Sunday, June 23, 2024

Lighting: A Smart Approach to Energy Use

The installation of a smart lighting system has the ability to deliver huge energy savings in buildings of all uses and sizes. In this article we speak with Chris Anderson, Technical Manager at Ansell Lighting who highlights the many benefits of the technology, exploring its ability to revolutionise energy use throughout the built environment.

Accounting for almost 40% of all energy used in commercial buildings in the UK, lighting is a significant source of energy consumption and can have a huge impact on organisational sustainability and operating costs.

Given its considerable effects, efforts to enhance lighting installations with the latest, efficient technologies are paramount in today’s world, if energy use is to be optimised and buildings efficiently run.

Alongside the use of LED’s, which use 80% less energy than traditional bulbs alone,
when it come to the pursuit of more efficient and sustainable lighting solutions, smart lighting is a must. Harnessing the power of automation, connectivity, and intelligent control, it has the potential to reduce lighting energy use by up to two thirds, providing energy-efficient, sustainable, and adaptive illumination at the touch of a button.

At the core of its offering is the fact that smart lighting enables every single detail of lighting, both indoors and out, to be programmed and automated, ensuring that energy is used only where and when it is needed. From the timings of operation to the colour, brightness, intensity, and combinations of lamps in use, smart technology allows organisations to programme and control the output of every individual light fitting in their building down to the most minute detail, meaning that energy use is controlled to this exact level too.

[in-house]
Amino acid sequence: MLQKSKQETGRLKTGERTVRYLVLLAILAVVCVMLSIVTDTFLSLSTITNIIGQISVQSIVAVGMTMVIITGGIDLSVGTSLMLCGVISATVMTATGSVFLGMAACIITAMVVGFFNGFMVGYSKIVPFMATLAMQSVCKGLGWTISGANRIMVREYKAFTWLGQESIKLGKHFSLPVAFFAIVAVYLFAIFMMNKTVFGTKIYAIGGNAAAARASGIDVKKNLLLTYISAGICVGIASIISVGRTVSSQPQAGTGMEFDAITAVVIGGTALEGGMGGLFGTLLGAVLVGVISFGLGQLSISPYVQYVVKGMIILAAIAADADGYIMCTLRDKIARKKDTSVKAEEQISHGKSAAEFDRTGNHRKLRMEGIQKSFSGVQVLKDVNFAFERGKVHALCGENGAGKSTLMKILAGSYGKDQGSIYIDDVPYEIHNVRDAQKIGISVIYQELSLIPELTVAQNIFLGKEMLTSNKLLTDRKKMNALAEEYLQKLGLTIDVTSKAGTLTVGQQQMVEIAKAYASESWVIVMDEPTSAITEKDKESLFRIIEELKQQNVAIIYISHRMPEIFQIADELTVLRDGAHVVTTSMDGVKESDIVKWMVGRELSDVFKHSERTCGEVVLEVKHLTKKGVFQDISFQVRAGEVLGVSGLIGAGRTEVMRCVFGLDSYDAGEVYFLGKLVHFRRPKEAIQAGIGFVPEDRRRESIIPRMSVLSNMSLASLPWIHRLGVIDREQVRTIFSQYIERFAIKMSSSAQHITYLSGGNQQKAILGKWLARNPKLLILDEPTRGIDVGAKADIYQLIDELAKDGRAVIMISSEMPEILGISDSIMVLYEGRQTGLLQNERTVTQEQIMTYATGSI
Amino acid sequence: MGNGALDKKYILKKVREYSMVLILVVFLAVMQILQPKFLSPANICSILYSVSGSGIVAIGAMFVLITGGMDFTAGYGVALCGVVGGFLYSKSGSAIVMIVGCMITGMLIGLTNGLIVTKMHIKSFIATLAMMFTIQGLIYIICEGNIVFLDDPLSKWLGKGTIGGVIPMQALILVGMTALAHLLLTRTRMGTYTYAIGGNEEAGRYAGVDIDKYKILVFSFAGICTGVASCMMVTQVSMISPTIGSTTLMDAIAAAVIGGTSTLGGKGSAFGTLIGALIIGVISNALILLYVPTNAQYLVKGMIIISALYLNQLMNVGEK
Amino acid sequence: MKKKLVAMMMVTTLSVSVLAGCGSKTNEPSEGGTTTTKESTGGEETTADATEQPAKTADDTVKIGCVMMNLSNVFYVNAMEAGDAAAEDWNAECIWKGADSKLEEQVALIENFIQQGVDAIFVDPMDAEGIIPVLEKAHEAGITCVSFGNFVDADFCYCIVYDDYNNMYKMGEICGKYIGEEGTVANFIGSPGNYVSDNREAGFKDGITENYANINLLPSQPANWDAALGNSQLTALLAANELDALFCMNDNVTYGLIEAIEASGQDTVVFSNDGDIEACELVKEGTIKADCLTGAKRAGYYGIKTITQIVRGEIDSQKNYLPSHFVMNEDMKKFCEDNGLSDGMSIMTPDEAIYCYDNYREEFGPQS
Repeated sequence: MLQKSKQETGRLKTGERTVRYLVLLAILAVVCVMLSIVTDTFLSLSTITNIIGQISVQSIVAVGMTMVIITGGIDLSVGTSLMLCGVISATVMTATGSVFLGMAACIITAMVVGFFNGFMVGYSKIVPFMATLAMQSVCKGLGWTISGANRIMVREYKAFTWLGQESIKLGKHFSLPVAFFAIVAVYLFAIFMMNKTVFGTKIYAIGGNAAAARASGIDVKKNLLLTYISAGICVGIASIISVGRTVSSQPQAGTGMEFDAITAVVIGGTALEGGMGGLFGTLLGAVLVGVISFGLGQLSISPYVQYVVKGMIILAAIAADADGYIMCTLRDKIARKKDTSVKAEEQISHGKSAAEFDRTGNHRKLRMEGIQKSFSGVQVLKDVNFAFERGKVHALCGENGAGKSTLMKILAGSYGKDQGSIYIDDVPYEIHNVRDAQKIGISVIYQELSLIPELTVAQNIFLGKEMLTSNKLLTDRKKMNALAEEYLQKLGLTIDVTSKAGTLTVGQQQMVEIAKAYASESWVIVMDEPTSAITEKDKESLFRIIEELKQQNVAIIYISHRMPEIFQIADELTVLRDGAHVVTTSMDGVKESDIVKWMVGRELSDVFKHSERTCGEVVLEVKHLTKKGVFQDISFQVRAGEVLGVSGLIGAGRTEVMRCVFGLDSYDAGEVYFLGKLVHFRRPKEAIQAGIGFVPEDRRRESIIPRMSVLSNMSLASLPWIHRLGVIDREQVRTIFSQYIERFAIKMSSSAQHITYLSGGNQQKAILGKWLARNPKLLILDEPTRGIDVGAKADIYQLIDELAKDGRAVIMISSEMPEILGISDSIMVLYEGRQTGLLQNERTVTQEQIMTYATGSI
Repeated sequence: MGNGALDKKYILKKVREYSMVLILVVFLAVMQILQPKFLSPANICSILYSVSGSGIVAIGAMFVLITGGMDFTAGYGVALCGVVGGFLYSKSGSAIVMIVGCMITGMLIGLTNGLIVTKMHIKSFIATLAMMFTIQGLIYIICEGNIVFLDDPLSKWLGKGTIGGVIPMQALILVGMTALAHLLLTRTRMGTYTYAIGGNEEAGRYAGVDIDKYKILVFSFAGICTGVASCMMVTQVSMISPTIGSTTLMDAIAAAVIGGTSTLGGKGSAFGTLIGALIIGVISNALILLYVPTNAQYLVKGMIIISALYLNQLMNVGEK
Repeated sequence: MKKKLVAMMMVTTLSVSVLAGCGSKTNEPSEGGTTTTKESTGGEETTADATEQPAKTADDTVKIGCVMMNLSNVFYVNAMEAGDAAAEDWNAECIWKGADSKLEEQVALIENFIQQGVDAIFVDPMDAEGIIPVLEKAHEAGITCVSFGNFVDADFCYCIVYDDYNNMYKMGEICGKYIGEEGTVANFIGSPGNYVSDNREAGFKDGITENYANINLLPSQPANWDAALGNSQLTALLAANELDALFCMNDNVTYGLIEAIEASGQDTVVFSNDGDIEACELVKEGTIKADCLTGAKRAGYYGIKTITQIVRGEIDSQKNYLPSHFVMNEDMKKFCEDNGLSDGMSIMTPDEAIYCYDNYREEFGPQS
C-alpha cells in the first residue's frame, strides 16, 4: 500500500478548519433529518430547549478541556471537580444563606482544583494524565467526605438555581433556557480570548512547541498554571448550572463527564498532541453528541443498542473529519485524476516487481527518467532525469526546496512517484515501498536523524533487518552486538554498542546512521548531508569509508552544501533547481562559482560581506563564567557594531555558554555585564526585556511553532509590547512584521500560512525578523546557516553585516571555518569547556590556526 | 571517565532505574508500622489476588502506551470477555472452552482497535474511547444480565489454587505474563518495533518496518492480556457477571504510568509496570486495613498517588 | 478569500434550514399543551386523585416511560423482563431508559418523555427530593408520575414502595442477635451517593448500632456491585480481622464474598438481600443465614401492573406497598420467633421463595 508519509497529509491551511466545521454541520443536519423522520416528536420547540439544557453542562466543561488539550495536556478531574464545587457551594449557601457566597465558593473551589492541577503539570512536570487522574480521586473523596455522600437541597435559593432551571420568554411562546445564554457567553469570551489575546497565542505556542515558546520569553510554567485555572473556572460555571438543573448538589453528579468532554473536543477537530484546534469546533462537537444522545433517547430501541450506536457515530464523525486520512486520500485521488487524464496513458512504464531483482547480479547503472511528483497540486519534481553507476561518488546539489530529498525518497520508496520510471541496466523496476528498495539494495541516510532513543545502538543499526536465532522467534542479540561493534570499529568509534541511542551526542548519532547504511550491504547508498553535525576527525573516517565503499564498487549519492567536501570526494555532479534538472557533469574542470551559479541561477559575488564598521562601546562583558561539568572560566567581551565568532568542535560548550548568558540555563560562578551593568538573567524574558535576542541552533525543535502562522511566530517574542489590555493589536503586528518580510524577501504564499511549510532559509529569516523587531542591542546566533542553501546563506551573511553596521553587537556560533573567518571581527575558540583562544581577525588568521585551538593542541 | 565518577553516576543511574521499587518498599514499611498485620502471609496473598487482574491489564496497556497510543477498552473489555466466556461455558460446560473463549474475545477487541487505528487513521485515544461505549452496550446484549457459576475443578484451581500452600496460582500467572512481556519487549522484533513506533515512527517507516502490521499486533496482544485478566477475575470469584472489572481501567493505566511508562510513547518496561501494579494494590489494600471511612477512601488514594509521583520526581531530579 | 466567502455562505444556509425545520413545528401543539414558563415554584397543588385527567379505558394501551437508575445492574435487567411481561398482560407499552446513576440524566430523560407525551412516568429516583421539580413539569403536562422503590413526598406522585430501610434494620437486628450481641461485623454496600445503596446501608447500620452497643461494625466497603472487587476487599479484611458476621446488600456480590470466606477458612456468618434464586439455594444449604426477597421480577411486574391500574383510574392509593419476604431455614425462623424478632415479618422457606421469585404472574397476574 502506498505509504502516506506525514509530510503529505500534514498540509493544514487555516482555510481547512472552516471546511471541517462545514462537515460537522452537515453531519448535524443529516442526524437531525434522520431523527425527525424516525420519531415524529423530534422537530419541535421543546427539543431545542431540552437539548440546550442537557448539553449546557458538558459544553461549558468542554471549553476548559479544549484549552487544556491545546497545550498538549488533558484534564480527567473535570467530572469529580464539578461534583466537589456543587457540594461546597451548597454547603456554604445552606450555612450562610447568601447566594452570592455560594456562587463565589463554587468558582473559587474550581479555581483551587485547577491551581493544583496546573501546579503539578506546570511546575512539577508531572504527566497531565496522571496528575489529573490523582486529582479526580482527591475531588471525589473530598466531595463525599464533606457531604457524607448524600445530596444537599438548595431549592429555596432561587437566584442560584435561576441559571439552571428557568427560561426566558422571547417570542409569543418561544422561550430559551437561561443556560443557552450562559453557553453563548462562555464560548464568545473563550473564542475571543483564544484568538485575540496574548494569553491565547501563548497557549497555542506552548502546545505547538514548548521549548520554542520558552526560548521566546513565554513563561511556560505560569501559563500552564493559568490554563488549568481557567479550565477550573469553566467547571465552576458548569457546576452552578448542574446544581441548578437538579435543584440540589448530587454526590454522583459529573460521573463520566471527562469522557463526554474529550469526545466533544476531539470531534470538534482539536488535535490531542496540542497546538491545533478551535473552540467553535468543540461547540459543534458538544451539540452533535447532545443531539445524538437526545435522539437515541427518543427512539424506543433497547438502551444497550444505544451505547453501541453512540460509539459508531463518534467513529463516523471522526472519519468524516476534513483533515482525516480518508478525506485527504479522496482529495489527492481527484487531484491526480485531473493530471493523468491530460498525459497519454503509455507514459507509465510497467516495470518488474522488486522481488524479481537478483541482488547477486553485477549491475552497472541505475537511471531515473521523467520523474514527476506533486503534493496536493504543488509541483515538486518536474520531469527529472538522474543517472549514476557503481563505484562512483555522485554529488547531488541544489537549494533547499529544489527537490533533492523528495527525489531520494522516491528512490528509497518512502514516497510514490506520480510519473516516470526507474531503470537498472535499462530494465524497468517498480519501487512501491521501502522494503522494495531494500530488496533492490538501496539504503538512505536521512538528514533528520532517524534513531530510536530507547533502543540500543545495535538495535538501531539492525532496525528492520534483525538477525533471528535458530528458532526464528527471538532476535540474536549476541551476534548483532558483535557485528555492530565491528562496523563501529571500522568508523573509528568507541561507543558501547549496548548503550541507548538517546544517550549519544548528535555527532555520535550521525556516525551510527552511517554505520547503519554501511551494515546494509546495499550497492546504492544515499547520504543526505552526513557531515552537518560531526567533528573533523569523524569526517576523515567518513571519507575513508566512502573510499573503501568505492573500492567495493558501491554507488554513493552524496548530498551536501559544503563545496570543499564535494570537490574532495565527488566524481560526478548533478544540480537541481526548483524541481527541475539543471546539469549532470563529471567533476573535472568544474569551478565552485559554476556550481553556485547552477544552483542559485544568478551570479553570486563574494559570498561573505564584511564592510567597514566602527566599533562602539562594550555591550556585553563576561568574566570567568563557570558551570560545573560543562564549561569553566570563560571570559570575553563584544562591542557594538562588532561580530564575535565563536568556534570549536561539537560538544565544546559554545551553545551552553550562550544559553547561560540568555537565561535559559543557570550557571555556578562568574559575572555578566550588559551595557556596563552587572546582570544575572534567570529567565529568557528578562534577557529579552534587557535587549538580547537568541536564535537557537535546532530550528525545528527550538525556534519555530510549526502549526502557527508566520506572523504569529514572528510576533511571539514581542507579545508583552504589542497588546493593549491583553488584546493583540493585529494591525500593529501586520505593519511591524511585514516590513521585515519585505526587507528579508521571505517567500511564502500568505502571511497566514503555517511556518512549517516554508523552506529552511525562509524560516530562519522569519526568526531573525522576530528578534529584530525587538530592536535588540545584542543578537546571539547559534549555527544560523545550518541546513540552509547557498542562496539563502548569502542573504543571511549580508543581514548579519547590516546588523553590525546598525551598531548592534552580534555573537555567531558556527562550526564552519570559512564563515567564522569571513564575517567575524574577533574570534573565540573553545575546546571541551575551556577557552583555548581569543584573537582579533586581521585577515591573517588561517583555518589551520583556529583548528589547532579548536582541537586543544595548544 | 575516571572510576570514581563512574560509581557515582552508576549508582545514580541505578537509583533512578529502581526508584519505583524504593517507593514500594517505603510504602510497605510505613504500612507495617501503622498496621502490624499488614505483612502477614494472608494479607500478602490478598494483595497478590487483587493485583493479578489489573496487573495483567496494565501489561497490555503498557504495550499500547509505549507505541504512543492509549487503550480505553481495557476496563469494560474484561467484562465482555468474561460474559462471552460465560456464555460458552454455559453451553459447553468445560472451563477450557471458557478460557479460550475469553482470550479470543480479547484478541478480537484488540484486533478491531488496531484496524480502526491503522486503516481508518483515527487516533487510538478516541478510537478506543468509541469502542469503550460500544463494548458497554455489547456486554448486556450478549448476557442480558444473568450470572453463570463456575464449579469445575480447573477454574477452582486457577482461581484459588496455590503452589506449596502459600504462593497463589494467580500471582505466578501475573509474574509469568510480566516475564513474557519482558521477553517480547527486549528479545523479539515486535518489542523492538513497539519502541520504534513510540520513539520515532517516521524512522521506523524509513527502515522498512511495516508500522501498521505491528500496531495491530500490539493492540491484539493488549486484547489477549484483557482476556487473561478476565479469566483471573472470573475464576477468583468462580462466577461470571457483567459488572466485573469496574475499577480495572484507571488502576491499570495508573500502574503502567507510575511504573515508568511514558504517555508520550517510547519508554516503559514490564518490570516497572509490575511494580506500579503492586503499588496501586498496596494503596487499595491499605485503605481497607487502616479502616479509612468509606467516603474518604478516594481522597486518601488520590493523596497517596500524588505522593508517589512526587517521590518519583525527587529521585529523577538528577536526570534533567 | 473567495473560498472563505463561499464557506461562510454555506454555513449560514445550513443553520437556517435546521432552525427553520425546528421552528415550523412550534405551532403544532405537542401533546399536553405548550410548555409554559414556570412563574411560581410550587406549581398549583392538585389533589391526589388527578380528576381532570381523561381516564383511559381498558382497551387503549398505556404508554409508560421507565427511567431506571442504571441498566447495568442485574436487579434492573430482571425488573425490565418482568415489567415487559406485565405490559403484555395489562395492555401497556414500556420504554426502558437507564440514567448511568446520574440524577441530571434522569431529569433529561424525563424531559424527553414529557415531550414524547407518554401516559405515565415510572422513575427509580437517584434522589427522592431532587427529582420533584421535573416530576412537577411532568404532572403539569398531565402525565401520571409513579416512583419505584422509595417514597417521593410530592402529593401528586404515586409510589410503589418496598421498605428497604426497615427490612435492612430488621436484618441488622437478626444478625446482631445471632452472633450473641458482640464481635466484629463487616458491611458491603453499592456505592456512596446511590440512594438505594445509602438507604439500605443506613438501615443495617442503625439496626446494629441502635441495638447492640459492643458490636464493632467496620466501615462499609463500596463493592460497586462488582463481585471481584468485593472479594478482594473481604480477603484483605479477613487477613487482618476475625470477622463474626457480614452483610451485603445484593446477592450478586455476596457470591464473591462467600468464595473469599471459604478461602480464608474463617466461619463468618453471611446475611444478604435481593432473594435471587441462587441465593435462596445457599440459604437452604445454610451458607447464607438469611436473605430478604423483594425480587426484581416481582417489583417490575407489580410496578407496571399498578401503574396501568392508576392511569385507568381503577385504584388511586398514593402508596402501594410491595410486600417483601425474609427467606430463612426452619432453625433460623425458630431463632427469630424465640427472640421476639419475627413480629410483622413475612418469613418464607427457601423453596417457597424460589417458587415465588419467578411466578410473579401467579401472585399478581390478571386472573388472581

Its agility and controllability mean that smart lighting can be used to illuminate any type of space from offices and classrooms, to storage areas, car parks and outdoor recreational spaces.  It is particularly effective where lighting requirements change regularly and in buildings that are being used sporadically. Here, fittings with motion or presence/absence detection sensors can be seamlessly integrated into smart lighting systems, enhancing functionality further in areas where lighting needs are more responsive. Such technology eliminates any reliance on human intervention, making issues such as unnecessarily leaving lighting switched on, a thing of the past.

Smart lighting systems can also offer real health and wellness benefits to staff and other building users. Light is one of the biggest influences on circadian rhythm, which controls the natural 24-hour cycle of sleep, wake, hunger, alertness, hormone release and body temperature experienced by humans. By setting ‘scenes’ to mimic the pattern of natural lighting indoors, it can be used to enhance circadian rhythm – our body’s natural internal clock – resulting in improved focus and productivity during the day and fewer sleep disturbances at night.

Despite it being an advanced technology, another major benefit of smart lighting is that it is incredibly easy to fit and install, causing minimal disruption to ongoing operations. Operating wirelessly via Bluetooth and Wi-Fi, systems are controlled and hosted on the cloud, so there is no hub or wiring required and most units are simply installed like a lamp or switch. These user-friendly interfaces and intuitive installation processes ensure that businesses can seamlessly transition to smart lighting without significant downtime, making it an ideal option for a wide range of settings.

Smart lighting systems are also incredibly easy to use and operate and are controlled via remote control, app, voice or by using an ecosystem such as Hey Google or Amazon Alexa. They also provide real benefits when it comes to measuring and monitoring energy use. Controls such as dashboard monitors provide a visual display of a building’s lighting system in real time, supporting organisations to monitor usage and identify opportunities to reduce unnecessary wastage. They can also be used to carry out maintenance testing. Instigating tests automatically and wirelessly, they can highlight remotely whether an individual luminaire or driver is operating outside of expected operational parameters.

When it comes to energy optimisation in the lighting arena, smart lighting is an exceptional technology and its benefits clear to see. Offering substantial consumption and cost reductions, it is an essential choice for organisations seeking to improve sustainability, reduce environmental impact and maximize energy efficiency.

Further Articles